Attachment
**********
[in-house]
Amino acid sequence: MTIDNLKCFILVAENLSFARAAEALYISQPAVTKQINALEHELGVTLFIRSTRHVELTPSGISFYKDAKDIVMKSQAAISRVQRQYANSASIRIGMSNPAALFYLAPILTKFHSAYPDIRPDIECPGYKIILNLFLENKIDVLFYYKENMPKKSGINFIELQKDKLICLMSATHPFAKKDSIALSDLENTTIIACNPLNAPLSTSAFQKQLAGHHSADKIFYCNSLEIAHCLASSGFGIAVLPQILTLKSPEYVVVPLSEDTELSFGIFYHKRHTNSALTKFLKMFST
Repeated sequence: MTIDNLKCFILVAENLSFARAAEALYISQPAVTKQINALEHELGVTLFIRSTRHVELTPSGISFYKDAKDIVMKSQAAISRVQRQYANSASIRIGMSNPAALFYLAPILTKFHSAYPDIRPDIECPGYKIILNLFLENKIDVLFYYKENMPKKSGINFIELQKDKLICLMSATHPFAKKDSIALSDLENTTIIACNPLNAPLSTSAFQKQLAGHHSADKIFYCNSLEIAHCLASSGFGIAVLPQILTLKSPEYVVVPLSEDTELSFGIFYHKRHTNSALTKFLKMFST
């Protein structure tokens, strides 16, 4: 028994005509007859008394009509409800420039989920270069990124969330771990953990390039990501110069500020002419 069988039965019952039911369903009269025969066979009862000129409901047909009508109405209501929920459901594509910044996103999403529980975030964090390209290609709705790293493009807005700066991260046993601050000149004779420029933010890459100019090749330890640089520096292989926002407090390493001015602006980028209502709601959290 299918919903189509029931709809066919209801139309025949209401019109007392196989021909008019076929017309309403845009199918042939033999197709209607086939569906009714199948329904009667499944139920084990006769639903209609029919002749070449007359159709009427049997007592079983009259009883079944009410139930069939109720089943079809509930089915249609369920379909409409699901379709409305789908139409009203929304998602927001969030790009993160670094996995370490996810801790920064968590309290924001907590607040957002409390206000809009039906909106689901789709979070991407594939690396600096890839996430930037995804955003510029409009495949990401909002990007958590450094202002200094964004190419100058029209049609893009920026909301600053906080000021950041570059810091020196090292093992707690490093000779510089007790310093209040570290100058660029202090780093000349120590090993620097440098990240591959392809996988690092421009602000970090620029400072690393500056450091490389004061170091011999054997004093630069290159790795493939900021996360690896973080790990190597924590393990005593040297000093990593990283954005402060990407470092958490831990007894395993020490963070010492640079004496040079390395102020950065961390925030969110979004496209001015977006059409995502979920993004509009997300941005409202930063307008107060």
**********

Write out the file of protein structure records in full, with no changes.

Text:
[in-house]
Amino acid sequence: MTIDNLKCFILVAENLSFARAAEALYISQPAVTKQINALEHELGVTLFIRSTRHVELTPSGISFYKDAKDIVMKSQAAISRVQRQYANSASIRIGMSNPAALFYLAPILTKFHSAYPDIRPDIECPGYKIILNLFLENKIDVLFYYKENMPKKSGINFIELQKDKLICLMSATHPFAKKDSIALSDLENTTIIACNPLNAPLSTSAFQKQLAGHHSADKIFYCNSLEIAHCLASSGFGIAVLPQILTLKSPEYVVVPLSEDTELSFGIFYHKRHTNSALTKFLKMFST
Repeated sequence: MTIDNLKCFILVAENLSFARAAEALYISQPAVTKQINALEHELGVTLFIRSTRHVELTPSGISFYKDAKDIVMKSQAAISRVQRQYANSASIRIGMSNPAALFYLAPILTKFHSAYPDIRPDIECPGYKIILNLFLENKIDVLFYYKENMPKKSGINFIELQKDKLICLMSATHPFAKKDSIALSDLENTTIIACNPLNAPLSTSAFQKQLAGHHSADKIFYCNSLEIAHCLASSGFGIAVLPQILTLKSPEYVVVPLSEDTELSFGIFYHKRHTNSALTKFLKMFST
């Protein structure tokens, strides 16, 4: 028994005509007859008394009509409800420039989920270069990124969330771990953990390039990501110069500020002419 069988039965019952039911369903009269025969066979009862000129409901047909009508109405209501929920459901594509910044996103999403529980975030964090390209290609709705790293493009807005700066991260046993601050000149004779420029933010890459100019090749330890640089520096292989926002407090390493001015602006980028209502709601959290 299918919903189509029931709809066919209801139309025949209401019109007392196989021909008019076929017309309403845009199918042939033999197709209607086939569906009714199948329904009667499944139920084990006769639903209609029919002749070449007359159709009427049997007592079983009259009883079944009410139930069939109720089943079809509930089915249609369920379909409409699901379709409305789908139409009203929304998602927001969030790009993160670094996995370490996810801790920064968590309290924001907590607040957002409390206000809009039906909106689901789709979070991407594939690396600096890839996430930037995804955003510029409009495949990401909002990007958590450094202002200094964004190419100058029209049609893009920026909301600053906080000021950041570059810091020196090292093992707690490093000779510089007790310093209040570290100058660029202090780093000349120590090993620097440098990240591959392809996988690092421009602000970090620029400072690393500056450091490389004061170091011999054997004093630069290159790795493939900021996360690896973080790990190597924590393990005593040297000093990593990283954005402060990407470092958490831990007894395993020490963070010492640079004496040079390395102020950065961390925030969110979004496209001015977006059409995502979920993004509009997300941005409202930063307008107060």